16 May 2013
16 May 2013
Speaker: Adam Kraus (CfA)
Title:Clay Lecture: Giant Planets Caught at Formation
Abstract:The past two decades have seen the establishment and rapid growth of exoplanetary science as a major emphasis in astronomy, fueled by the discovery of hundred of planets by RV surveys and thousands more by Kepler and other transit surveys. However, young directly-imaged exoplanets offer critical tests of planet-formation models that can't be matched by RV and transit surveys of mature stars. These targets have been extremely elusive to date, with no exoplanets younger than ~10-20 Myr and only a handful of directly-imaged planets at all ages, but the first statistically robust samples are now becoming available.
I will describe an ongoing survey which exploits the technique of nonredundant aperture mask interferometry to achieve high-contrast observations at the diffraction limit of large telescopes, extending direct-imaging planet searches outward to the nearest star-forming regions. I recently reported the discovery of LkCa15 b, which is located inside of the known gap in LkCa15's protoplanetary disk and is surrounded by spatially resolved clouds of gas and dust. These features imply that LkCa15 b has been caught as it is being assembled from its natal protoplanetary disk. I will describe the newest observations of the LkCa15 system, the status of our survey program, and the prospects for future searches.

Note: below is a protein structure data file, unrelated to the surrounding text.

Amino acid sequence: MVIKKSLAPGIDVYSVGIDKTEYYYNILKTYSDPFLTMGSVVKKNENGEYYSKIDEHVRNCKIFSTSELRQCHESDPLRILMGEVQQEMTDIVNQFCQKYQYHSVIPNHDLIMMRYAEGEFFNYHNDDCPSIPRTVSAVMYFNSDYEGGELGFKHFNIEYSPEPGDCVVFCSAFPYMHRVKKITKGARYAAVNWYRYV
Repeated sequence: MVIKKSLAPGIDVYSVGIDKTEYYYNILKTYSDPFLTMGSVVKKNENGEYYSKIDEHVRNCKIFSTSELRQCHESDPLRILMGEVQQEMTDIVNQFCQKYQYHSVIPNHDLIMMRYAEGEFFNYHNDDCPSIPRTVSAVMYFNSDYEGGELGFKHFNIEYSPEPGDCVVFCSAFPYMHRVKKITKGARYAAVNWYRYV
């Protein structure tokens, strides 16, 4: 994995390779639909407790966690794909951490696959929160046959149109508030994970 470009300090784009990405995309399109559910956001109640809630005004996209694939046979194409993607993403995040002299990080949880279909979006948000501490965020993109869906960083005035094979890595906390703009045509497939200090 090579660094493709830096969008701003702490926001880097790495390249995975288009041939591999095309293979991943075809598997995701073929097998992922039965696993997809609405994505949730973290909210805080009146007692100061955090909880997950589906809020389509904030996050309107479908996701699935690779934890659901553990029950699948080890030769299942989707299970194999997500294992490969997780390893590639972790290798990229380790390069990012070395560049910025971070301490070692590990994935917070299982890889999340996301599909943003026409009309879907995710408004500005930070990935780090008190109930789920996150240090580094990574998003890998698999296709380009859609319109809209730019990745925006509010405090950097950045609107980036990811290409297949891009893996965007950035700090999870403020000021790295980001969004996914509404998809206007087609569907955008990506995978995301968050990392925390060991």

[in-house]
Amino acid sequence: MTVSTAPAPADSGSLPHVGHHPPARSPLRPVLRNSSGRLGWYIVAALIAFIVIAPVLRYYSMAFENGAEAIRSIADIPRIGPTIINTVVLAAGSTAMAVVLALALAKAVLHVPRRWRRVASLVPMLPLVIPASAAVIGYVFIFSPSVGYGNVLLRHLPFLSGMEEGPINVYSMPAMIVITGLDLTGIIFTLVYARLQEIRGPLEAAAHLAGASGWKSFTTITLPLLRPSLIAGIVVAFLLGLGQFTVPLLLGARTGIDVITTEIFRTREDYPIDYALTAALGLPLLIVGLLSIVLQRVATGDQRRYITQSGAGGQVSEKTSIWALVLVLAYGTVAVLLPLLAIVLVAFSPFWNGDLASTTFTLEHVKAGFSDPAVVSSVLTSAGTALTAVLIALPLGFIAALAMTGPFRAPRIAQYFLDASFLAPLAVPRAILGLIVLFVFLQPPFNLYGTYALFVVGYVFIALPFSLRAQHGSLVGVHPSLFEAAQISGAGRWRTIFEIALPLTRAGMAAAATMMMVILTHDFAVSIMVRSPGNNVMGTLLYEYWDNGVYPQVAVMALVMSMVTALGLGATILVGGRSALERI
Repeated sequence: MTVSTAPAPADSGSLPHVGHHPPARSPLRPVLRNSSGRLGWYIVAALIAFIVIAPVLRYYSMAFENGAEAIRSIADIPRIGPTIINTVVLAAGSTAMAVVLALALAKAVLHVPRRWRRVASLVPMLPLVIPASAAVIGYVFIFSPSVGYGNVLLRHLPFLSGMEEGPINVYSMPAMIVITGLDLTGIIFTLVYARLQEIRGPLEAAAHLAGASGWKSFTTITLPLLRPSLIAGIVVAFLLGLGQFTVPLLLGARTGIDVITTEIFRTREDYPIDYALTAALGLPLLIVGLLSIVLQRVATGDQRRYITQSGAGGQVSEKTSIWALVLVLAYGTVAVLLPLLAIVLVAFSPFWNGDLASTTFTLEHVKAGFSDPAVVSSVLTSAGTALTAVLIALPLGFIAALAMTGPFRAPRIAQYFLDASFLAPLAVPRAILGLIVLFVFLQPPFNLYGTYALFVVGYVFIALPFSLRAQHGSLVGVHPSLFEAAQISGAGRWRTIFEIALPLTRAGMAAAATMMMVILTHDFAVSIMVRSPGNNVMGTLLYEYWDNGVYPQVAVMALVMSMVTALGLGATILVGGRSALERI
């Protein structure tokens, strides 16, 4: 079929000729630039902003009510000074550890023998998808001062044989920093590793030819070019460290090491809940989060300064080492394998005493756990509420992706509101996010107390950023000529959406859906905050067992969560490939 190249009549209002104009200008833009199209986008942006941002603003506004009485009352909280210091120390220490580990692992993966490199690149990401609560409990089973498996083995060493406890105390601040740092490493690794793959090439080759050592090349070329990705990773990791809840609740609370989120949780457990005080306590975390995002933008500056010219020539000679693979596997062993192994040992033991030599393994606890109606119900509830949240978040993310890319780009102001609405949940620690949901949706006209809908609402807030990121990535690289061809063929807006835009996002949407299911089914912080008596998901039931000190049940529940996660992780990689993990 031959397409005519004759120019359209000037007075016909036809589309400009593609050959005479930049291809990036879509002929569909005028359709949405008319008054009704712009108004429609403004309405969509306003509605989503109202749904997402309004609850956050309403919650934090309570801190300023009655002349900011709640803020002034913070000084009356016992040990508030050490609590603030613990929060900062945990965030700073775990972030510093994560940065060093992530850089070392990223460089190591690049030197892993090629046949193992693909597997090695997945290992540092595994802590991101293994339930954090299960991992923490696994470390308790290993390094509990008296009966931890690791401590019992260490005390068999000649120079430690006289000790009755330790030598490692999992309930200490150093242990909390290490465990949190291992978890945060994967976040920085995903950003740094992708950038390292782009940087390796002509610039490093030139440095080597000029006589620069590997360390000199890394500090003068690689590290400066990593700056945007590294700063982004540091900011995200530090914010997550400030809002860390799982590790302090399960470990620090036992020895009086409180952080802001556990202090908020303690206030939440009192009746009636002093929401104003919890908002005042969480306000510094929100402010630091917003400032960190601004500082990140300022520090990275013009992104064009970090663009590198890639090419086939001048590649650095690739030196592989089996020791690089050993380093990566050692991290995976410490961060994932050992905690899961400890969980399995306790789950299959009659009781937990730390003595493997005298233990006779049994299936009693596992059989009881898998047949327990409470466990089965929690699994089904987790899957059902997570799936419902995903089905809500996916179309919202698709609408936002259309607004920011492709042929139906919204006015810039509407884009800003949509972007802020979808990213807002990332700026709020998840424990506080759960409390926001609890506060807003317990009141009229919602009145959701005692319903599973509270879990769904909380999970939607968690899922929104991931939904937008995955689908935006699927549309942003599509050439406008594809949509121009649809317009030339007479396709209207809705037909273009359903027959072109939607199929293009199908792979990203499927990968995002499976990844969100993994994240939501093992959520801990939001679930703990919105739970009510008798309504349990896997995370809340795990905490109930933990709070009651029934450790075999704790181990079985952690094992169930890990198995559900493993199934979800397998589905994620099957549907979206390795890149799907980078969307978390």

I also have been studying the growing population of planetary-mass companions (M=5-20 MJup) in very wide orbits (a=100-1000 AU) around young stars, which pose a significant challenge to models of both star and planet formation. I have calculated the first measurements of their frequency and mass function, and my collaborators and I are pursuing several followup programs to ascertain their detailed properties and search for circumplanetary disks. In light of these new results, I will discuss our ability to explain these systems as either "extreme planets" or "extreme binary stars".